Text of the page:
From Tunisia to Syria, Egypt to Yemen, a wave of revolutions set the Arab world alight in 2011. Ten years on, our reporters take a look back at how the Arab Spring unfolded and reflect on their experience covering it.
It all started on December 17, 2010, when fruit vendor Mohamed Bouazizi set himself on fire in Tunisia after police confiscated his stall. The self-immolation sparked weeks of protests that led to the ousting of president Zine El Abidine Ben Ali after 23 years in power.
“To see that sea of humanity in the streets of Tunis was starkly showing us that all of a sudden a country was no longer afraid,” says FRANCE 24 presenter François Picard.
The so-called “Jasmine Revolution” had a domino effect throughout the Arab world, helped in large part by social media.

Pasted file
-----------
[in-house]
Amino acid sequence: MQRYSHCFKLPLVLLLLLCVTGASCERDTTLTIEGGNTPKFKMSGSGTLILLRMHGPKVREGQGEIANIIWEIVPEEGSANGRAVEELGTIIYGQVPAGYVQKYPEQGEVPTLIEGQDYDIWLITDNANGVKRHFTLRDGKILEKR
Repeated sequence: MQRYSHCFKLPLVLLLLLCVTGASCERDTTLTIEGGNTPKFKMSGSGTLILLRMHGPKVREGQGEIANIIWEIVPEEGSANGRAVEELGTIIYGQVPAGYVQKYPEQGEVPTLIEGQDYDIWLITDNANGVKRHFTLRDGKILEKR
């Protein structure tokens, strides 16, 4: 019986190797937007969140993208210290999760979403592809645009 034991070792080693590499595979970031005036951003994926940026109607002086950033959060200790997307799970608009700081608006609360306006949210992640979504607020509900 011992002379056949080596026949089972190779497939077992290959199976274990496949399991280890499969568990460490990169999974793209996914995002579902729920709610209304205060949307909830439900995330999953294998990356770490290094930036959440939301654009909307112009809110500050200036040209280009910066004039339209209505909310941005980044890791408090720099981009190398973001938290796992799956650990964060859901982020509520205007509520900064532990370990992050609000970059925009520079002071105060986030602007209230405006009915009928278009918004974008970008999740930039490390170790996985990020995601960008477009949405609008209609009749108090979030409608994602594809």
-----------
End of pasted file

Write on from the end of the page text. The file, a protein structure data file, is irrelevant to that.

“These were countries where you didn’t used to protest against the regime, these were very repressive, autocratic regimes. So when this huge ground swell of popular uprisings started, you knew it had legs,” explains FRANCE 24’s senior reporter Catherine Norris-Trent, who covered the uprisings in Libya, Tunisia and Yemen.
Revolutions turn into war
What first started as protests, however, quickly turned into a full-fledged war in Libya, Yemen and Syria. Catherine Norris-Trent went back to Libya for FRANCE 24 several times over the years and says it has been sad to see the dreams of the revolution turn into chaos and violence.
“People are struggling today with unemployment, they’re struggling still with security concerns. There’s a lot of work to do,” she explains. But despite the disappointment, the Arab Spring brought hope to many people, and “once that hope is out there I don’t know if it can ever really be put down”, she continues.
Click on the player above to watch episode 5 of our video series “Covering”.